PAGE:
I tested this with both in Twhirl (v 0.8.6 & 0.8.7) & Tweetdeck (v0.20b), on Windows 2000 (Win2k) SP4.

Typically if you start the service (either through the gui interface, or with a NET START MSISERVER run at dos or from Start-Run) after you’ve clicked a link, it’ll unlock the app.. but not always.

I have no idea why AIR needs to have the installer service running in order for it to connect to your browser (frankly I find it both suspicious & more than a little lame), but there we have it.

Hopefully this helps someone. And yes, this was a deliberately keyword heavy post :)


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Auto Responders Are Good, Yes?

I recently had a very simple task – I wanted to get one of my brokers to send my daily account mails to a different email account.

That should be straight forward enough, right? Click the subscription information link, enter a new address, and on with my day?

Wooah Nelly, slow down there.

Some immediate problems:

  1. The email is completely blank, with a large attached pdf. That’s all, which means:
  2. No href links of ANY kind in the email, oh and:
  3. The one url in the pdf doesn’t match the ‘from’ domain
  4. This is a long dormant account, at a company that has been bought out three times since I last used it – so I have no phone contact information for them either (yes, I have tried to get them to only send me the monthly update, but they insist on their 30 identical dailies – but that’s a post for another time)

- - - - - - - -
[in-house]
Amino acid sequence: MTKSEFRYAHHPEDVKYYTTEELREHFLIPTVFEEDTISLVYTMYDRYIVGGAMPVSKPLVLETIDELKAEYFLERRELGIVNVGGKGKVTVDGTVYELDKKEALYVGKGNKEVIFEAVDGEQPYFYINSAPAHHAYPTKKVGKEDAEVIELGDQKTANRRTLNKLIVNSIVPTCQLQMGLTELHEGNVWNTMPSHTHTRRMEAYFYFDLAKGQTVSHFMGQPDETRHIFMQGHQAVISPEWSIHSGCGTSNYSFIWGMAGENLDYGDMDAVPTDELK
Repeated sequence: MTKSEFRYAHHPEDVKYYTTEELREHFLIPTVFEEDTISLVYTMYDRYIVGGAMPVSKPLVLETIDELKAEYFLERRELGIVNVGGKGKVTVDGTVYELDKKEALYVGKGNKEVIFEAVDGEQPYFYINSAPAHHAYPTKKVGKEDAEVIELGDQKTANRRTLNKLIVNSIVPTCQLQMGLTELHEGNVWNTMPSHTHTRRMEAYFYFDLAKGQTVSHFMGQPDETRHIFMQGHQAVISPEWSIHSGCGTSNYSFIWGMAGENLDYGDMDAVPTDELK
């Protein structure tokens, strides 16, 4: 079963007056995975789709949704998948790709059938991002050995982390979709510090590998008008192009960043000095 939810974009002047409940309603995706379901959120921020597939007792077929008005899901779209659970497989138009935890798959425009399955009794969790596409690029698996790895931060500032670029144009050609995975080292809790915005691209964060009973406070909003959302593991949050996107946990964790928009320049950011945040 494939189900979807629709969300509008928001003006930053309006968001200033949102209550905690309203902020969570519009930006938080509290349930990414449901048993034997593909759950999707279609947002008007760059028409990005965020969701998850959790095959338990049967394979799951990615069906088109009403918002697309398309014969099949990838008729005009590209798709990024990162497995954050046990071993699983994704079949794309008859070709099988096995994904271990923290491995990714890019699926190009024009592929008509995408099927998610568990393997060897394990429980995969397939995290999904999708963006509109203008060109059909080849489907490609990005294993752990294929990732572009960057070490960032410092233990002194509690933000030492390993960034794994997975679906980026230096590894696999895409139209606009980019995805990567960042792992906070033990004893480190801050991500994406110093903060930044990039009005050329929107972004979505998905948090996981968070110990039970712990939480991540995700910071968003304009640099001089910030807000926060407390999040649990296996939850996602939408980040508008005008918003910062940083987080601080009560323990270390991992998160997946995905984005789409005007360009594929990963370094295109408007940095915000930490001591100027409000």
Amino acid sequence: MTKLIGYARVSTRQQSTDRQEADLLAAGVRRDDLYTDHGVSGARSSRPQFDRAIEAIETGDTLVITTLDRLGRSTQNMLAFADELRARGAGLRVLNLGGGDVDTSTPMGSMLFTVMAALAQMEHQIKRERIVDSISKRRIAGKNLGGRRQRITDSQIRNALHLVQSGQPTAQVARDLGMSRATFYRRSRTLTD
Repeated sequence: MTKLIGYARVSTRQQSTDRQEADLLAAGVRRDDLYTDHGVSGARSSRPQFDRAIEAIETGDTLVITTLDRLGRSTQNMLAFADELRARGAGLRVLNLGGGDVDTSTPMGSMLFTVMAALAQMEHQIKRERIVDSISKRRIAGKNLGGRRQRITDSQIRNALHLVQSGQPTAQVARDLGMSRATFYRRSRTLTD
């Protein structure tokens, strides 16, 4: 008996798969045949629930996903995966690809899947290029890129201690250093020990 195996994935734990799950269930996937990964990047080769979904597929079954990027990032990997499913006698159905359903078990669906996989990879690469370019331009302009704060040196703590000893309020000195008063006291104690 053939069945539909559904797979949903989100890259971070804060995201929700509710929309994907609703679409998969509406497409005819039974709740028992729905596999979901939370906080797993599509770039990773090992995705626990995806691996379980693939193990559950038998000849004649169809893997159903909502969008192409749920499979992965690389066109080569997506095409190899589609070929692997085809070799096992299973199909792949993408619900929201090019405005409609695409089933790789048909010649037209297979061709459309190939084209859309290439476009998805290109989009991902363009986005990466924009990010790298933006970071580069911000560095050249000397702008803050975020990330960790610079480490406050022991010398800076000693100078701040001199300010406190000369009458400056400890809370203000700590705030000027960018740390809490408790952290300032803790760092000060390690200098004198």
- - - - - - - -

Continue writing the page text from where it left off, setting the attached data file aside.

So, try the obvious – hit reply & request a change.

After two weeks of trying that, time for a new tack. I go to the website listed – a completely different company (it looks like they’ve outsourced their email blasting, which might explain their lack of flexibility) – pick the most likely looking email address I can find, and write a polite email.

A week later, still no response. Still getting these more or less useless (but oversized) emails to the wrong account.

So, time for a more aggressive approach. I go to the whois registry & get tech & biz contacts. I go to all the related websites. I get EVERY public email address I can find, and mail them all.

There’s seventeen of them.

I am polite – I explain that I realise I’m probably (after all, ONE of them may be the right one so I can’t be 100% certain) emailing the wrong person, but if they could please forward it on.. yadda yadda yadda.

I may have also *cough*accidentally*cough* mentioned that the CAN-Spam Act 2003 (yes, it’s an American company) makes it a legal requirement that there be working unsubscribe links available.

The fact that I’m emailing vice presidents & CEO’s in five countries I’m less concerned with – if they don’t hear about it, how will this ridiculously trivial problem ever get corrected? I don’t play golf with any of these guys.

Frankly I’m amazed that any company has public (& clickable, ie mailto) email addresses on the web considering how bad spam is these days – let alone vaguely high level people, but hey.